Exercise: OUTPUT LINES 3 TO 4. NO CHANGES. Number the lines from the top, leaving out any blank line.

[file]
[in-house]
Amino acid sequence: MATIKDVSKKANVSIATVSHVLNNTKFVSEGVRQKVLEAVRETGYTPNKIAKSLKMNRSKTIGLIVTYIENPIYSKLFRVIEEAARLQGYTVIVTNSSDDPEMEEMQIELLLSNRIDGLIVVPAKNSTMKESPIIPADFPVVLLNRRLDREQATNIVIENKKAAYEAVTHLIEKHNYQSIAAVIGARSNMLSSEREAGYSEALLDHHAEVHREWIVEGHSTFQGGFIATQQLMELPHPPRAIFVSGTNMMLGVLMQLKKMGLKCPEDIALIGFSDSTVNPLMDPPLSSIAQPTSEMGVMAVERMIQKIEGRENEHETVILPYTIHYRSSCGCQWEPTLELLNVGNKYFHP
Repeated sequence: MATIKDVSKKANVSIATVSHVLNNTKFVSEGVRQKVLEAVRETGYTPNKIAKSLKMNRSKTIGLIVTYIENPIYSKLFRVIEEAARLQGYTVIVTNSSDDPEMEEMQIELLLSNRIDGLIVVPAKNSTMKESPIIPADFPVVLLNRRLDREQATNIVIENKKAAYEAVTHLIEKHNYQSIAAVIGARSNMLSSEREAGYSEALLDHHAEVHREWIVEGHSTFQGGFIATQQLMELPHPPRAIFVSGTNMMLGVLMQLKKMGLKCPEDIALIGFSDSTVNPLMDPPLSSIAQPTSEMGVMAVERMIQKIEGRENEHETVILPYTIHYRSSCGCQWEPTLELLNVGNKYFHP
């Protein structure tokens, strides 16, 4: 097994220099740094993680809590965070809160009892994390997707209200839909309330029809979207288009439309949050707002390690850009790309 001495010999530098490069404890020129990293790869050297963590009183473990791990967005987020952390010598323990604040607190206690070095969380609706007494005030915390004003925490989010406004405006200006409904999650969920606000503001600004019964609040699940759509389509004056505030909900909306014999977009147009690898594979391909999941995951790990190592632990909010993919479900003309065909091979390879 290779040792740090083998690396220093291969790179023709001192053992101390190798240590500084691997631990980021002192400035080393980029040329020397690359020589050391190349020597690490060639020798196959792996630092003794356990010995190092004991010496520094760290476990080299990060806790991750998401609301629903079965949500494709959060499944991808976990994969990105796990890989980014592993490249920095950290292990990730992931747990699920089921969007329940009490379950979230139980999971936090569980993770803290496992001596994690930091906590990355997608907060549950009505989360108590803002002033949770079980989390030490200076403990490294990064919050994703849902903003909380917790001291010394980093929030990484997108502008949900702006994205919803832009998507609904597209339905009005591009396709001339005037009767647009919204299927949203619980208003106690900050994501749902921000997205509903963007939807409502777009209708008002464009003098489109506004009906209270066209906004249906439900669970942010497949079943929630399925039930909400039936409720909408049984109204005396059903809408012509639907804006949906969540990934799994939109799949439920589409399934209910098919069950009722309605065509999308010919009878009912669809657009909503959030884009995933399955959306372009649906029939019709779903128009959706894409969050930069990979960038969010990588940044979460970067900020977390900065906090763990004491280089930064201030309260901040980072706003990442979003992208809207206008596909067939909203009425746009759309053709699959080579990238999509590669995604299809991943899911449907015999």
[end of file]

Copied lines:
Repeated sequence: MATIKDVSKKANVSIATVSHVLNNTKFVSEGVRQKVLEAVRETGYTPNKIAKSLKMNRSKTIGLIVTYIENPIYSKLFRVIEEAARLQGYTVIVTNSSDDPEMEEMQIELLLSNRIDGLIVVPAKNSTMKESPIIPADFPVVLLNRRLDREQATNIVIENKKAAYEAVTHLIEKHNYQSIAAVIGARSNMLSSEREAGYSEALLDHHAEVHREWIVEGHSTFQGGFIATQQLMELPHPPRAIFVSGTNMMLGVLMQLKKMGLKCPEDIALIGFSDSTVNPLMDPPLSSIAQPTSEMGVMAVERMIQKIEGRENEHETVILPYTIHYRSSCGCQWEPTLELLNVGNKYFHP
């Protein structure tokens, strides 16, 4: 097994220099740094993680809590965070809160009892994390997707209200839909309330029809979207288009439309949050707002390690850009790309 001495010999530098490069404890020129990293790869050297963590009183473990791990967005987020952390010598323990604040607190206690070095969380609706007494005030915390004003925490989010406004405006200006409904999650969920606000503001600004019964609040699940759509389509004056505030909900909306014999977009147009690898594979391909999941995951790990190592632990909010993919479900003309065909091979390879 290779040792740090083998690396220093291969790179023709001192053992101390190798240590500084691997631990980021002192400035080393980029040329020397690359020589050391190349020597690490060639020798196959792996630092003794356990010995190092004991010496520094760290476990080299990060806790991750998401609301629903079965949500494709959060499944991808976990994969990105796990890989980014592993490249920095950290292990990730992931747990699920089921969007329940009490379950979230139980999971936090569980993770803290496992001596994690930091906590990355997608907060549950009505989360108590803002002033949770079980989390030490200076403990490294990064919050994703849902903003909380917790001291010394980093929030990484997108502008949900702006994205919803832009998507609904597209339905009005591009396709001339005037009767647009919204299927949203619980208003106690900050994501749902921000997205509903963007939807409502777009209708008002464009003098489109506004009906209270066209906004249906439900669970942010497949079943929630399925039930909400039936409720909408049984109204005396059903809408012509639907804006949906969540990934799994939109799949439920589409399934209910098919069950009722309605065509999308010919009878009912669809657009909503959030884009995933399955959306372009649906029939019709779903128009959706894409969050930069990979960038969010990588940044979460970067900020977390900065906090763990004491280089930064201030309260901040980072706003990442979003992208809207206008596909067939909203009425746009759309053709699959080579990238999509590669995604299809991943899911449907015999």